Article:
About me? You want to know about me? I assure you, I’m not all that interesting:
I began having an interest in computers at a very young age, probably because my father always had computers around. I distinctly remember that he developed a custom menu system for MS-DOS that would load on startup. I remember option #5 was for games. I was always fascinated with computers, and I learned to build them at a very young age… my parents tell me I was around 8 years old when I built my first. I’m sure I probably didn’t really understand 100% of what I was doing, but I can distinctly remember being that young and really enjoying it. At some point my father opened up a shop in Florence, NJ where he would build computer systems for people. We always had computer parts at home. I remember installing, among other things, sound cards, hard drives, CD-ROM drives, floppy drives, and SIMMS memory… the kind you had to put in on a slant and then snap them in. It mattered if you didn’t fill up the memory slots that you put them in the right order, or things just wouldn’t work. I remember that the notches on IDE cables weren’t there, so you had to know that the red stripe went a certain way on the hard drive and it matched with the little 1 printed on the motherboard that my father could never read. I had small hands, too, so he would always enlist my help getting into the tight spots on those wonderfully laid out motherboards and cases.
Those were the good ol’ days, and though I miss them, I love what I’ve learned along the way, and I love what computers have become today. We have more memory on our video cards nowadays than we had hard drive space, even after compressing your drive with Stacker 2. I find that awesome, and I don’t want to go back to what things used to be… that was boring and dismal in comparison, though the nostalgia definitely has a special place in my heart.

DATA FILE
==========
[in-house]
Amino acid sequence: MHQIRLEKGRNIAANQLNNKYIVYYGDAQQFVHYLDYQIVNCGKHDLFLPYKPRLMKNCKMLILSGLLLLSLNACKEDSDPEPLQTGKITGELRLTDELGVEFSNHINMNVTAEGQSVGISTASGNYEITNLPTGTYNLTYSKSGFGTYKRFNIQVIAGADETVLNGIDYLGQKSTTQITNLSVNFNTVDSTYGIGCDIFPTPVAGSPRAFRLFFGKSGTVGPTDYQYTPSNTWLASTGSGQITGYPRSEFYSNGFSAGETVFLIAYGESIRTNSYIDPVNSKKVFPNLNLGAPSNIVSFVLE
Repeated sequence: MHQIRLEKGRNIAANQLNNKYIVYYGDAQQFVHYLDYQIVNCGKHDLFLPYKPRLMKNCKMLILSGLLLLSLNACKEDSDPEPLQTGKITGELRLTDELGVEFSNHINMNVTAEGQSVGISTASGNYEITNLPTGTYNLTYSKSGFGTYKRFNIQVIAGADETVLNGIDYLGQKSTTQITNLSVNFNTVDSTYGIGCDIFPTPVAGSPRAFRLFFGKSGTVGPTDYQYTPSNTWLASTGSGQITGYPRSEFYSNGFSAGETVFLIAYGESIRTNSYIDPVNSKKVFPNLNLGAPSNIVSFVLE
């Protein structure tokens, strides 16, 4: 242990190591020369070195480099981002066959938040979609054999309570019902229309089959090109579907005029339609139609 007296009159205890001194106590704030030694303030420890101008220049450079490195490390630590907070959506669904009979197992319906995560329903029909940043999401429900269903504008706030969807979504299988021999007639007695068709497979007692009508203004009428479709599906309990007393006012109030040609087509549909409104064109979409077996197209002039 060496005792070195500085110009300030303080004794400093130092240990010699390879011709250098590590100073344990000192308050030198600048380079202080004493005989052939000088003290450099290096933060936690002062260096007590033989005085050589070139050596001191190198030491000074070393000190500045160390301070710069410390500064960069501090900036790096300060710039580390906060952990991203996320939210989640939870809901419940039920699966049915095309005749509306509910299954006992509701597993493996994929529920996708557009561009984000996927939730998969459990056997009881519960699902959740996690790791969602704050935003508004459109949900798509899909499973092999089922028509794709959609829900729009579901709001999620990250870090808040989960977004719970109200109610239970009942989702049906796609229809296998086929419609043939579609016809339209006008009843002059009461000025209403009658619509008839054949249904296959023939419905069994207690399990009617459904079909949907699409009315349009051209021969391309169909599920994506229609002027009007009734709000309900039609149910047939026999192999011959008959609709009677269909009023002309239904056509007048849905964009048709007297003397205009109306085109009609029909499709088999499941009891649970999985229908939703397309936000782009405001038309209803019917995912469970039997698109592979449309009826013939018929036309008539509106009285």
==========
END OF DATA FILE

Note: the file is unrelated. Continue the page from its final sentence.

I came across programming languages pretty early too, but I never did much with them… I didn’t understand what the big deal was I guess, and I was always into games more. I saw QBASIC at some point, but it didn’t really seem to matter unless I was typing 1000 lines of a Super Nintendo Game Genie code generator that I had printed off some message board somewhere because I didn’t know how to download files at the time. I learned from some guys that hung out in my dad’s shop that you could use a hex editor on a saved game of Dune, finding your spice credits amount, and replacing it with FFFF for 65535 spice… the FFFF didn’t really make sense to me, but I knew it was the best you could get. I figured out that in Joe Montana football, I could create a team and set their stats. I created a super team and destroyed everyone… I still do that sort of thing today, because it’s fun.
Really programming for me started pretty late. Other than the little QBASIC I saw, I didn’t see any other languages until I got into IRC (Internet Relay Chat) during the days of Windows. mIRC was the client of choice (and still is IMO), and it had a wonderful scripting engine where I really learned the basics of programming. I would write bot programs to take over IRC channels by ping flooding people, coordinating 10 bots over DDE, simply by entering commands on the “master” script. It was called DoMBoT, and it was my first real programming project. Eggdrop bots also became a source of interest for me, but I never really got into programming in their scripting language TCL… I found mIRC to be much more user friendly.
Some time during my IRC beginnings, I learned that my ISP (CyberENET at the time, later Pulsar Communications or vice versa) gave everyone an account on their UNIX server. I’m sure that was because it was the way they handled user accounts and that they just didn’t have another way of allowing dialup connections without having an account on the server. I figured out that I could run my own IRC server, and I found a private network to link to called Warwick Online. I believe it was or still is another ISP somewhere in Warwick, NJ. I think they still exist at http://www.warwick.net/. Since all IRCD software was open source, or at least the one we used was, some other networks had modified the source code to do cool things, like theming their networks. I distinctly remember a network called Icenet that changed their /lusers statistics to read “Ice Cubes” instead of “Clients” so that it read “50 Ice Cubes Locally” or something of the sort. At that point, I realized that the IRCD I was running was also open source, and that I could make my own modifications. It was written in C code, and that is where I really started to learn that I could modify other programs to do what I wanted them to do. At some point I convinced someone online to buy me a book called Master C so that I could really learn C from the ground up. I still have the book for nostalgia’s sake, though it came with two 3 1/2″ floppies with program in it to test your knowledge and walk you through learning C. It was quite useful, and it was really the first bit of education I had regarding programming.